Letter From Military History – September 2015 | HistoryNet MENU

Letter From Military History – September 2015

By Stephen Harding
7/3/2015 • MH Editorial

The Realm of Uncertainty

As recent events in the Middle East have reminded us, war is most definitely the realm of uncertainty. No matter how meticulously planned an attack or a defense might be, or how invincible a particular military force or bastion may appear, when battle is joined, the outcome often rests on factors that have little to do with either side’s martial capabilities.

Among these factors are such natural ones as weather, terrain and even time of day. History is populated with great commanders who, in their haste to close with the enemy, ignored falling temperatures or rising winds, only to see their presumed victories evaporate and their once-grand armies transformed into ragged lines of hollow-eyed men bent on retreat. Likewise are leaders whose inattention to the subtleties of the ground over which their forces moved led to their domination by opponents better attuned to the geography of the battlefield. And countless fights have hinged on how closely each side paid attention to the angle of the sun, or on how well versed combatants were in the art of night fighting.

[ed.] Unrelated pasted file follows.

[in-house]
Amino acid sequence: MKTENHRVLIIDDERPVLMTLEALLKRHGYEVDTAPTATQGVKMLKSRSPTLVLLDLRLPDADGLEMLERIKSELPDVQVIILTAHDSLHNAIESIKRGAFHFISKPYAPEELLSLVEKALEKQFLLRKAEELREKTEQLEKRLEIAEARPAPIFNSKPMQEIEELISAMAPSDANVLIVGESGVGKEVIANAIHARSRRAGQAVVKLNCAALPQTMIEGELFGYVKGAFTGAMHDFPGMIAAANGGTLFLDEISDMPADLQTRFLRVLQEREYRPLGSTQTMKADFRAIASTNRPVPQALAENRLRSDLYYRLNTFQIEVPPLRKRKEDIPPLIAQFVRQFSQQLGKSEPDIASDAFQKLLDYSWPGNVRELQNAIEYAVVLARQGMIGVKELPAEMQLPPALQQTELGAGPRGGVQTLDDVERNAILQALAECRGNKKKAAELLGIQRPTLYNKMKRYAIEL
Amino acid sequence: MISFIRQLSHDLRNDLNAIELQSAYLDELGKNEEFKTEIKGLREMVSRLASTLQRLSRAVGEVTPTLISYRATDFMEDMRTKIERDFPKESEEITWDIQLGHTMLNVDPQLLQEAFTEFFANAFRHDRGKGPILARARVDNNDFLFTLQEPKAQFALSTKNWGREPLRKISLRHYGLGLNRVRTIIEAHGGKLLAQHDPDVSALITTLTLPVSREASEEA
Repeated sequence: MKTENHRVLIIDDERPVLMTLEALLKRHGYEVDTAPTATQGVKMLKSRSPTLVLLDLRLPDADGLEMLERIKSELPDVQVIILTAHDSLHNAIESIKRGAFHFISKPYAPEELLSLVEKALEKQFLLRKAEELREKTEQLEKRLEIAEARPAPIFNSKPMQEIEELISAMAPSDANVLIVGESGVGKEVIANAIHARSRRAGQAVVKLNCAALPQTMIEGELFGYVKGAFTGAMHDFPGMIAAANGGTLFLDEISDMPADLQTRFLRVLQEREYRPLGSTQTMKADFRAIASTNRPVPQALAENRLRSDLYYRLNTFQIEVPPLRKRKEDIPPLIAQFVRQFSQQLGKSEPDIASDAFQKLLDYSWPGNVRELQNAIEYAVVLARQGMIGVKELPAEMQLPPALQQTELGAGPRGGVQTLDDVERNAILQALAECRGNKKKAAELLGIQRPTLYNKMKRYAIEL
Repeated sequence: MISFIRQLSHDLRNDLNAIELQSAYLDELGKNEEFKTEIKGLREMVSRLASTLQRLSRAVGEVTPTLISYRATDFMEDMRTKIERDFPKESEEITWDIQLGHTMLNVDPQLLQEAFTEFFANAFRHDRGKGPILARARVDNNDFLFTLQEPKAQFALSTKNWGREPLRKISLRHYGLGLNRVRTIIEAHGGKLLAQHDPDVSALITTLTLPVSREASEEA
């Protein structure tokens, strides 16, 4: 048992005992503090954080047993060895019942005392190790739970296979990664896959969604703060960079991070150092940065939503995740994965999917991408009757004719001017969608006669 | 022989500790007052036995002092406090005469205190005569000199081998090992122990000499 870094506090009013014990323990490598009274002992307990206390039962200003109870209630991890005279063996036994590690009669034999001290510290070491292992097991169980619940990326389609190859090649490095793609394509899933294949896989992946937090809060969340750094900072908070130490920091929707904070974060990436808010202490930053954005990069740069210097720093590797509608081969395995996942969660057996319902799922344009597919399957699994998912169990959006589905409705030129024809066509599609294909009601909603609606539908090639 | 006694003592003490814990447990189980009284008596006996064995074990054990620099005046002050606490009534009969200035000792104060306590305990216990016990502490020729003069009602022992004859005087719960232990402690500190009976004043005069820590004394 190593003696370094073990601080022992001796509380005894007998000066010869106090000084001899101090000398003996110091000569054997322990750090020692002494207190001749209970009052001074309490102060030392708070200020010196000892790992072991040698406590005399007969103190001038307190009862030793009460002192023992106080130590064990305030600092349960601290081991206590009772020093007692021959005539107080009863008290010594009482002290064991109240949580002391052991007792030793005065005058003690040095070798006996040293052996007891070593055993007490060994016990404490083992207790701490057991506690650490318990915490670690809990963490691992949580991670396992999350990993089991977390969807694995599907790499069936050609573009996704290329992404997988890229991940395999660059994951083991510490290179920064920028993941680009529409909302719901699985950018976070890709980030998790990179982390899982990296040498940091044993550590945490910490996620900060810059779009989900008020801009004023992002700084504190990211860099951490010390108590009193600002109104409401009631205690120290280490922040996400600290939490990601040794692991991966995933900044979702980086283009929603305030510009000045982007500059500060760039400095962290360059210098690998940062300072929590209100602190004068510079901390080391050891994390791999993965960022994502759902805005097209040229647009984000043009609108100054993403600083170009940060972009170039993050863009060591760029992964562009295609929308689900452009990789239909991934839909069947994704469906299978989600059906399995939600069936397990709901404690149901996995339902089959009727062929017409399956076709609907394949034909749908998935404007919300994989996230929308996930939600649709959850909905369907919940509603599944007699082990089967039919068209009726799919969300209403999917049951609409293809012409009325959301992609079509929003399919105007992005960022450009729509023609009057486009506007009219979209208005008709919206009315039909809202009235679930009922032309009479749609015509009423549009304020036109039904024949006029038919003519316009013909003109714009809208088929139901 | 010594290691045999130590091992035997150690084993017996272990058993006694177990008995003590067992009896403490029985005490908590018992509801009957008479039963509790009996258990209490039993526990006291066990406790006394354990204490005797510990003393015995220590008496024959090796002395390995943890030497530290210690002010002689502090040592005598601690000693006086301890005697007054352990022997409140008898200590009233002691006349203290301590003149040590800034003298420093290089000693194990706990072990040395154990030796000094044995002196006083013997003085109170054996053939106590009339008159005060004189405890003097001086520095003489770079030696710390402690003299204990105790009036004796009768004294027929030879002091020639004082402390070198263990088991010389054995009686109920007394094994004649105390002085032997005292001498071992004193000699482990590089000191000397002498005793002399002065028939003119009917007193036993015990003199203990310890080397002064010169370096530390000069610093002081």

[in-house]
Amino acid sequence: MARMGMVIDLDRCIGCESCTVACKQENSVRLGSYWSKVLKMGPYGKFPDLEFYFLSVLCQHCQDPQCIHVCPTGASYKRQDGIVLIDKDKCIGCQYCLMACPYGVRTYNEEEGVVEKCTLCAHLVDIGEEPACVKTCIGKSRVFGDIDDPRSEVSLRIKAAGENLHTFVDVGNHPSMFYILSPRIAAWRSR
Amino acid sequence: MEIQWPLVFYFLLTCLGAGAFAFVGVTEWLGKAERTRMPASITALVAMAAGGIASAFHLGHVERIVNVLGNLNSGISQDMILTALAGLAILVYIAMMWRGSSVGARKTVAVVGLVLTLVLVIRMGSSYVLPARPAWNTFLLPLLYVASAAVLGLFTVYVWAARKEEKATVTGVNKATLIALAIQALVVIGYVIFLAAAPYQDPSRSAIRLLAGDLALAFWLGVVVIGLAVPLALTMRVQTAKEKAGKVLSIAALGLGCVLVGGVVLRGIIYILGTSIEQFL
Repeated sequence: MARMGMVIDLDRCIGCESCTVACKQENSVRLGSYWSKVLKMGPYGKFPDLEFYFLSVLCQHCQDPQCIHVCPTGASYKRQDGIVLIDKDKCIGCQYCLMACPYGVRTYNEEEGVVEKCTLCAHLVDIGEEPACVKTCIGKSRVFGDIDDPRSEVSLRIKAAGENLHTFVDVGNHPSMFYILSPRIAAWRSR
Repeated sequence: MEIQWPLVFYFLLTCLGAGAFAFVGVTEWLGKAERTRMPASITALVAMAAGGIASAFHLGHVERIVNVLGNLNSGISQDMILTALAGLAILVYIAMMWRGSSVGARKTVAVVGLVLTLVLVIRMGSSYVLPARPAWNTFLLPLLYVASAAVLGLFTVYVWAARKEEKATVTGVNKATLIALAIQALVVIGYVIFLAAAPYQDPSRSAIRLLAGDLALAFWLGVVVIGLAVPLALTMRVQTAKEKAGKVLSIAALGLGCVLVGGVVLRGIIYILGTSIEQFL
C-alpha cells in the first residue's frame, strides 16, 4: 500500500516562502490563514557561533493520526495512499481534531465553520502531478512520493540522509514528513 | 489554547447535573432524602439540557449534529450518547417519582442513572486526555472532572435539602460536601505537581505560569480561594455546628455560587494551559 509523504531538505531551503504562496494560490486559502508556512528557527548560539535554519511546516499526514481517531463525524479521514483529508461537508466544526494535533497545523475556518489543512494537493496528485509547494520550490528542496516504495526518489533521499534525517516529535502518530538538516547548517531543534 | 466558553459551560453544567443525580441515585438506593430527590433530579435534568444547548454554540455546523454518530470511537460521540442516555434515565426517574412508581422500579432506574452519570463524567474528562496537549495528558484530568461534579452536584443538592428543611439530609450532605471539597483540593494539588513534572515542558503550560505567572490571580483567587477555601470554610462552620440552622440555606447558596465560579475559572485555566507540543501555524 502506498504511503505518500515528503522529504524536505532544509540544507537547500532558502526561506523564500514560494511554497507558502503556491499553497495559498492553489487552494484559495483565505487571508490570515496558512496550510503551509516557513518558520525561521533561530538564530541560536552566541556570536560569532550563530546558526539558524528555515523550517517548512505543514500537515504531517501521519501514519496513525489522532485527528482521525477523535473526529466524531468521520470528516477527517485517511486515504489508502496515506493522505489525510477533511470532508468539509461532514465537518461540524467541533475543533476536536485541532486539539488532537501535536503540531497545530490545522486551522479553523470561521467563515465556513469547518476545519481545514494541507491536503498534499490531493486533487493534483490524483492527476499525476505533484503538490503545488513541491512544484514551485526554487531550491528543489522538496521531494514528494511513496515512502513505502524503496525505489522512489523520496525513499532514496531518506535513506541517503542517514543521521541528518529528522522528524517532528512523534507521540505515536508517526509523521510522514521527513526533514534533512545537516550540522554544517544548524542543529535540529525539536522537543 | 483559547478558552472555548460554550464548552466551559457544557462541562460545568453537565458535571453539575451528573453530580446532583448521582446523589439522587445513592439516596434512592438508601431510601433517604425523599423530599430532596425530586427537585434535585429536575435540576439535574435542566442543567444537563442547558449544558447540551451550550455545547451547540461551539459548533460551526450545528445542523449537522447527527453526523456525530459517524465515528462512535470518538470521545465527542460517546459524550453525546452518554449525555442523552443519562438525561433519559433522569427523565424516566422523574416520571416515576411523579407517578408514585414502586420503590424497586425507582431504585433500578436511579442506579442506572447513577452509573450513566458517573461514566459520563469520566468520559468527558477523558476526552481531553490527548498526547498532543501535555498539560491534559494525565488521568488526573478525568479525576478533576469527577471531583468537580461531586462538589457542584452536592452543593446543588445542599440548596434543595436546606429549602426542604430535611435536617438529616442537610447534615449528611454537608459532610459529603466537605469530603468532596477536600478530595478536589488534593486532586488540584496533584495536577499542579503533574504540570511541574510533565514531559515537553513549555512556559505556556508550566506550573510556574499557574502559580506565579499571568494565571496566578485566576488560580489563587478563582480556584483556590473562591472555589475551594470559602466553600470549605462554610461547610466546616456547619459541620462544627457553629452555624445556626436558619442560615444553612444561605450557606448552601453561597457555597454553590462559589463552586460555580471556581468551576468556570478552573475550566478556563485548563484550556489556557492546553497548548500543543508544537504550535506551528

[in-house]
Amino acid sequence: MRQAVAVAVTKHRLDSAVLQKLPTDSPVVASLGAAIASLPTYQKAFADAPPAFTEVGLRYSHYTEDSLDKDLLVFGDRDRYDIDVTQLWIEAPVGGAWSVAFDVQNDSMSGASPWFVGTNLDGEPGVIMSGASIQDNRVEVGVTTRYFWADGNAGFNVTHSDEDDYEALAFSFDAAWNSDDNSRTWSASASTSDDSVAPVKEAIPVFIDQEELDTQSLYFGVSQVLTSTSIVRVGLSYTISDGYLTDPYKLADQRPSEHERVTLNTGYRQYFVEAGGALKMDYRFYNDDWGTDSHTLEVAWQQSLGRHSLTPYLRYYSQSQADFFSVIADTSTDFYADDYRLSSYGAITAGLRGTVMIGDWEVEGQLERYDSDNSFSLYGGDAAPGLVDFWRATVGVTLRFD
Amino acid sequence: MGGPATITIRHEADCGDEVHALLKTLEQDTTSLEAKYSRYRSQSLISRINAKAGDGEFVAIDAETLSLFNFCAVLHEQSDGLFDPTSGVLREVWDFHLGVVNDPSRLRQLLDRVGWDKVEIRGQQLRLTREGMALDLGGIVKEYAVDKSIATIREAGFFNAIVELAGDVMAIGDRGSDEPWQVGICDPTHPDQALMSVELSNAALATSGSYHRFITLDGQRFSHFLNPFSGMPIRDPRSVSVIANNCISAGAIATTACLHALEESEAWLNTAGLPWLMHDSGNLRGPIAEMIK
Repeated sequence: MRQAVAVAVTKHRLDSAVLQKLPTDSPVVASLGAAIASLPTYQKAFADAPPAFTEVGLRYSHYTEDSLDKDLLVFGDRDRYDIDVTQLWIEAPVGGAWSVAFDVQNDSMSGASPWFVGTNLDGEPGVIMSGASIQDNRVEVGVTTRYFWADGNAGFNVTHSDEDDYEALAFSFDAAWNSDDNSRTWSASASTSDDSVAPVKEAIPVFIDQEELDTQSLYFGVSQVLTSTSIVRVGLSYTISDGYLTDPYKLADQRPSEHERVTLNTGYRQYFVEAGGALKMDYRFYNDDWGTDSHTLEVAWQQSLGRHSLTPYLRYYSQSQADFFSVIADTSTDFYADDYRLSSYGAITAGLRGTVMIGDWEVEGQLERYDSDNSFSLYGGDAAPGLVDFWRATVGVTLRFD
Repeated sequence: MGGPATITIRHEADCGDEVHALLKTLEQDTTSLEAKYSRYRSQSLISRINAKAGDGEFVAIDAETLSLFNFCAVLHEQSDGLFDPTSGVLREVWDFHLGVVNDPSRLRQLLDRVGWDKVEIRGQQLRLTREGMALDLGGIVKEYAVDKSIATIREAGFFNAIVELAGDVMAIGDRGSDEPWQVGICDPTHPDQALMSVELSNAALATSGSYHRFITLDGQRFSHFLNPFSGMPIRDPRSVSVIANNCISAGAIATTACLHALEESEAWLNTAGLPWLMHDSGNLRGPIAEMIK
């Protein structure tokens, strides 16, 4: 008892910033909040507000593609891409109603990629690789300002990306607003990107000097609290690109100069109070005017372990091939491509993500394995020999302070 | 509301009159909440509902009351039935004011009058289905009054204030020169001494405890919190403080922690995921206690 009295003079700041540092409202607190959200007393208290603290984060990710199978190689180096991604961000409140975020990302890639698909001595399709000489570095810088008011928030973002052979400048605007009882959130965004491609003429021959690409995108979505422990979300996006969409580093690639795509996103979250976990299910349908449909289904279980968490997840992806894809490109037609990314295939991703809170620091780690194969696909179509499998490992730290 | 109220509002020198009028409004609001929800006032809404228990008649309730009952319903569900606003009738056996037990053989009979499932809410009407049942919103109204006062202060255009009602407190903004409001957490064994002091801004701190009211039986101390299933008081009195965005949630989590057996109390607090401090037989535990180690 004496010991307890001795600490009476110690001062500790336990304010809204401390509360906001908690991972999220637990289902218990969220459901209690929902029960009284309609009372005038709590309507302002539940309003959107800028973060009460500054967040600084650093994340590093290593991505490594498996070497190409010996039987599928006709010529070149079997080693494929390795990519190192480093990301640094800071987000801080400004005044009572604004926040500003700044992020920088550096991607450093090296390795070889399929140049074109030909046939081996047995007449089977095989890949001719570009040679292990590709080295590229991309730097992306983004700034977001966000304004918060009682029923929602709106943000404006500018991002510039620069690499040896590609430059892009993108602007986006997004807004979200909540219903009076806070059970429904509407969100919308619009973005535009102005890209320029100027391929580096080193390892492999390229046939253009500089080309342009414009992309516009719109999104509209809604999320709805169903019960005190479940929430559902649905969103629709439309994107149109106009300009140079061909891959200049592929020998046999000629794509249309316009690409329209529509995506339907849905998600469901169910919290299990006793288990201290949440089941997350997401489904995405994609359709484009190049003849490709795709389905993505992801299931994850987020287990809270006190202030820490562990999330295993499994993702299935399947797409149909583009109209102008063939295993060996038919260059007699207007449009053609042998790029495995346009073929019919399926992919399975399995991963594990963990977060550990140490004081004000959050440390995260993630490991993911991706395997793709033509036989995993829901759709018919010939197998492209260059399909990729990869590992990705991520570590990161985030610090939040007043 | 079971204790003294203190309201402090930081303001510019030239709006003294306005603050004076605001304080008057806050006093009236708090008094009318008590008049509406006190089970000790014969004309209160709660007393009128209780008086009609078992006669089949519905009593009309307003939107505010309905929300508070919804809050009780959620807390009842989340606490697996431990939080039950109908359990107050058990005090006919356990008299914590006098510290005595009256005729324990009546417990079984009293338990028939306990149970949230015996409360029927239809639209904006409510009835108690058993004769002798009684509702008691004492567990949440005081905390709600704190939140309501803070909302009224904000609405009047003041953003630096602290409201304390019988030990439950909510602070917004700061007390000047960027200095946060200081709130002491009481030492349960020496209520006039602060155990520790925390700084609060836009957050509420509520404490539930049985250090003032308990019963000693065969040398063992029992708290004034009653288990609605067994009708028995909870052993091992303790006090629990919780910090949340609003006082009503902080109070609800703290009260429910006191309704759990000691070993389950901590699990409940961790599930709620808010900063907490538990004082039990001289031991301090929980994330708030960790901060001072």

But human factors also influence a battle’s conduct and outcome.

Take, for example, a well-equipped and highly motivated army that rebels against its ill-prepared government. The rebel commanders, having enjoyed early and relatively easy victories, assume they will take their nation’s capital with little effort and yet are held at bay for years by the city’s poorly armed and fractious defenders. Or what of the arrogant ruler of an ancient and cosmopolitan city who, when faced with the imminent arrival of a ravening horde, disdains to negotiate and thus ensures the ruthless destruction of himself, his people and the treasures of their culture? And, sadly, incompetent and foolish generals eager for martial glory have squandered far too many lives by sending their armies against better-armed, better-led and better-sited opponents.

In the end the line between victory and defeat is both thin and inconstant, and it is always written in blood. MH

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